Until recently when we thought of computing devices, we usually thought of PCs and laptops. Today, with tablets and smart phones selling in the millions on opening weekend, we have a very different picture of what a computing device is.
If you’re not familiar with it, BYOD (Bring Your Own Device) is the idea of using a consumer computing device (such as an iPad or Surface RT tablet) to get work done, either in the office, at home, or on the road. Most of these devices were not designed to “get work done”, but instead to consume content (ex: checking email, reading news websites/apps, etc.). These devices are not managed, and may not have even the most basic security features enabled. This can spell disaster for any corporate network.
Let’s say an employee is using an Android tablet, infected with a virus, to make some changes to an Excel spreadsheet over the weekend. When the employee connects that tablet to the wireless company network on Monday morning, he/she could potentially not just spread the virus to other users, but also infect the servers hosting those users.
Here’s another example. An executive downloads several reports and documents (containing sensitive client information) to an un-managed tablet. If the tablet is lost or stolen, there is no way to ensure the information is secure.
These are just two examples, but if you think about it, I’m sure you can come up with dozens more pertaining to your corporate environment. When thinking about IT security we must plan for the worst possible scenario and expect the unexpected.
Remote Desktop Services (also known as Terminal Services) has been around for a very long time. The concept is that an end-user connects to a desktop on a server. In this scenario all applications and data are actually stored on the server and not on the end-user’s device. The only things that are passed between the end-user’s device and the remote desktop server are screen changes and keystrokes. By the way this can almost always be highly encrypted to help ensure security when connecting from insecure locations (such as public WiFi hotspots).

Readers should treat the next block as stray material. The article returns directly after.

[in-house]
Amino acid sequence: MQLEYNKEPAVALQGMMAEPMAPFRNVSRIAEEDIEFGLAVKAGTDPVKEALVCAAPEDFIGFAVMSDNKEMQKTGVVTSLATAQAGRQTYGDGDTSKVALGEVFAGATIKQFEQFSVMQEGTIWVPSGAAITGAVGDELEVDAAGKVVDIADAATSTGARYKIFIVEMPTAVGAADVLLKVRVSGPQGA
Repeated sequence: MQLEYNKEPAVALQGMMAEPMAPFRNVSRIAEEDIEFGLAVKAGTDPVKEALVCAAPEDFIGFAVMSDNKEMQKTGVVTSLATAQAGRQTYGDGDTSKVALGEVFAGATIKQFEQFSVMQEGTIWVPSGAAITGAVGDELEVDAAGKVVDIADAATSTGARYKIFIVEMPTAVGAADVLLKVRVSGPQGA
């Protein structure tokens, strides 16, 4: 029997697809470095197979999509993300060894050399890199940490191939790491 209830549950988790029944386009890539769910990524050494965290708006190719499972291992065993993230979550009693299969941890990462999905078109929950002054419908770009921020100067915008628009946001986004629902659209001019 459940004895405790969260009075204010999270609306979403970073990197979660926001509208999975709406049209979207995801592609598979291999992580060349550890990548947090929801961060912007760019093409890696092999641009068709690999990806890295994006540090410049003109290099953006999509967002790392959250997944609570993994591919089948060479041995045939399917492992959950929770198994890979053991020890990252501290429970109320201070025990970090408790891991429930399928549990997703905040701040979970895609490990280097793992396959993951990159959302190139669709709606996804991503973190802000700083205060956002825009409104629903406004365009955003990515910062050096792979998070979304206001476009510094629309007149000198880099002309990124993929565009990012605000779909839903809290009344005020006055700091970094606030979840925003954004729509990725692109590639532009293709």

Microsoft Intune to manage devices
Microsoft Windows Intune is a cloud based central management solution for small businesses. It allows for centralized management of clients by utilizing: remote control, anti-virus, patch management, and even software deployment. This monthly subscription even comes with a license to upgrade all workstations to Windows Enterprise client. The latest iteration of Intune also gives us the ability to manage certain mobile devices, including the ability to remotely wipe the devices if lost.
GFI VIPRE Business Premium 6 Now Supporting iOS and Android
GFI’s VIPRE Business Antivirus 6 Premium was released within the past month. This new version of this enterprise class anti-malware software now provides protection for iOS and Android devices. Not only can you ensure these devices are clean from infection, but if lost can also be wiped from the central console. There are also some other neat features such as the ability to view a map of the last known location of the device, and sound an alarm to find it if misplaced.
Office 365 remote wipe
The latest version of VIPRE offers some pretty nice protection for iOS and Android users, but what if you’re using Windows Phone 7.x? Well, if you happen to be using Office 365 for your corporate email, then you automatically have support to remotely wipe any Windows Phone connected to an end-user’s Exchange Online account. When used it completely wipes all memory on the phone and sets it back to an “Out of Box” experience. I have personally used this feature a couple of times and can vouch for its effectiveness.
Keep data in the Cloud Instead of on your device
Once you have protected your consumer computing devices from malware, you now have to worry about the security of your corporate data. What happens if the device is lost or stolen. We already talked about remotely wiping the device using Office 365 and VIPRE Business, but what if a thief disables the communications for the stolen device? Now they have access to the devices’ memory by using a simple USB cable. An easy solution to this is to not store the data on the device in the first place. Services such as SkyDrive and SharePoint Online (also part of Office 365 or separately) allow data to be stored in the cloud, and only downloaded when needed for editing. When done editing, the changes are synced back to the cloud.
If you’re not familiar with it, SkyDrive Pro is the corporate version of SkyDrive, but includes central management for users and folders, and is based on the same technology as SharePoint Online.
No matter which methods you use to secure your BYOD devices, it is always suggested to encrypt the device or drive whenever possible.